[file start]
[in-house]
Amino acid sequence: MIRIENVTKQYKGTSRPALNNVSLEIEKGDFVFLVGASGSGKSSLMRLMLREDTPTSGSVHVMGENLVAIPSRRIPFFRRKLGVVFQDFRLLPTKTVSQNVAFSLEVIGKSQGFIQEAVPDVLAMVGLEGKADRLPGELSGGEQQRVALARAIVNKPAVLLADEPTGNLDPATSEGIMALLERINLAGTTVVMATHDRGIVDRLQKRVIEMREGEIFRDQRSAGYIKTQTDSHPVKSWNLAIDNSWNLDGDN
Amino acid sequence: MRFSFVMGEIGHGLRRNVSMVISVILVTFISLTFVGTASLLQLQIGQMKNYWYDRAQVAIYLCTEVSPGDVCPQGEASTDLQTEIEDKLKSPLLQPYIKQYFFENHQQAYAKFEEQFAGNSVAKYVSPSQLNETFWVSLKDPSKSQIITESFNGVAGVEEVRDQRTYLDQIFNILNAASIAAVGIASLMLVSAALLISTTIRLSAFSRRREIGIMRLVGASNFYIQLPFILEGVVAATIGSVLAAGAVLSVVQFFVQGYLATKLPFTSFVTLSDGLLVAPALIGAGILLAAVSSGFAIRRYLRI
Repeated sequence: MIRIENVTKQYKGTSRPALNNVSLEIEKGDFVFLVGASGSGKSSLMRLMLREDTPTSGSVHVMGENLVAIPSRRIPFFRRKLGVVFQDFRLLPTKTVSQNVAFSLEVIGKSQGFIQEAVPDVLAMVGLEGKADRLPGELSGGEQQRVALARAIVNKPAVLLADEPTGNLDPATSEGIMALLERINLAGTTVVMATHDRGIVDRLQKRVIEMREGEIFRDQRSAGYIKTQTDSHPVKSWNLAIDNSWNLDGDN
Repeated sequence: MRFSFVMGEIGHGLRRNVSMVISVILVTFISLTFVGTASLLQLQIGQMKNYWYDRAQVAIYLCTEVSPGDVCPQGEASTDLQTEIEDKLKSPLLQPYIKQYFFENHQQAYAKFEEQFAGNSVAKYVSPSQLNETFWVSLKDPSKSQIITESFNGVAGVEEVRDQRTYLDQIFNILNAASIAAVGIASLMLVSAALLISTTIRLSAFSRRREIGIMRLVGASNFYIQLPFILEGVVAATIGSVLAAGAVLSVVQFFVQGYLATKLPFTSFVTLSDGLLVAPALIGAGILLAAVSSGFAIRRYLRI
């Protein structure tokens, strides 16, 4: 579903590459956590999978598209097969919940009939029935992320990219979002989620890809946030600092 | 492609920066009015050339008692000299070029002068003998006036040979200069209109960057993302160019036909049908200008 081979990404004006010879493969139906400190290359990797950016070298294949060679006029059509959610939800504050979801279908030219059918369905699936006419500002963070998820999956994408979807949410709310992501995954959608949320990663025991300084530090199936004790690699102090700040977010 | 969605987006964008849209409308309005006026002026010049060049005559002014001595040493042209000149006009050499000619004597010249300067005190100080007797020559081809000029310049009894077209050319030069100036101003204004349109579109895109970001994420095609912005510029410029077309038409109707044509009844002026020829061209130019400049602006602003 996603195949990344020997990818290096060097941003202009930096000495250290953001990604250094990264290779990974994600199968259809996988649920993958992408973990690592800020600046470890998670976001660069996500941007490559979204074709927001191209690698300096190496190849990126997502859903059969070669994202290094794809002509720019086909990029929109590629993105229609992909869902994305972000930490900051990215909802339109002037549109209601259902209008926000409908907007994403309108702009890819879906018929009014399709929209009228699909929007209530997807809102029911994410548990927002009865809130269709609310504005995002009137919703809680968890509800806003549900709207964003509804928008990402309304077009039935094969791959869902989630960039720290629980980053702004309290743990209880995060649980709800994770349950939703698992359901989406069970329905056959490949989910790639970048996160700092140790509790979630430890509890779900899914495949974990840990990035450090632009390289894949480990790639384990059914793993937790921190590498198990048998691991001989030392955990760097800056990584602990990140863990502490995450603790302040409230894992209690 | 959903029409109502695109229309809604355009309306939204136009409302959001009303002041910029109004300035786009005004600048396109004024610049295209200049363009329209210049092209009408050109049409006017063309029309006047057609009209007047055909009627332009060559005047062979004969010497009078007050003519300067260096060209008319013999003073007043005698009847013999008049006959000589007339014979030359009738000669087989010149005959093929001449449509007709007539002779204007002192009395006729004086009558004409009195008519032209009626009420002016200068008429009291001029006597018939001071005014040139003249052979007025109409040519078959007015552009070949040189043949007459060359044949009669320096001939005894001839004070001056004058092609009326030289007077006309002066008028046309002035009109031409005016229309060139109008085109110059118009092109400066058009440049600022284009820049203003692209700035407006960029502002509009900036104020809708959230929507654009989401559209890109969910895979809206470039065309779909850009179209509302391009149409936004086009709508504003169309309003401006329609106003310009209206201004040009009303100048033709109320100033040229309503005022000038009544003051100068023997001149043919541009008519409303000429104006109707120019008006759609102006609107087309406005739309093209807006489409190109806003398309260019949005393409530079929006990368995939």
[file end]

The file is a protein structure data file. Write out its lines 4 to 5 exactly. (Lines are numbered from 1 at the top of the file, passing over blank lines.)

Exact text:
Repeated sequence: MIRIENVTKQYKGTSRPALNNVSLEIEKGDFVFLVGASGSGKSSLMRLMLREDTPTSGSVHVMGENLVAIPSRRIPFFRRKLGVVFQDFRLLPTKTVSQNVAFSLEVIGKSQGFIQEAVPDVLAMVGLEGKADRLPGELSGGEQQRVALARAIVNKPAVLLADEPTGNLDPATSEGIMALLERINLAGTTVVMATHDRGIVDRLQKRVIEMREGEIFRDQRSAGYIKTQTDSHPVKSWNLAIDNSWNLDGDN
Repeated sequence: MRFSFVMGEIGHGLRRNVSMVISVILVTFISLTFVGTASLLQLQIGQMKNYWYDRAQVAIYLCTEVSPGDVCPQGEASTDLQTEIEDKLKSPLLQPYIKQYFFENHQQAYAKFEEQFAGNSVAKYVSPSQLNETFWVSLKDPSKSQIITESFNGVAGVEEVRDQRTYLDQIFNILNAASIAAVGIASLMLVSAALLISTTIRLSAFSRRREIGIMRLVGASNFYIQLPFILEGVVAATIGSVLAAGAVLSVVQFFVQGYLATKLPFTSFVTLSDGLLVAPALIGAGILLAAVSSGFAIRRYLRI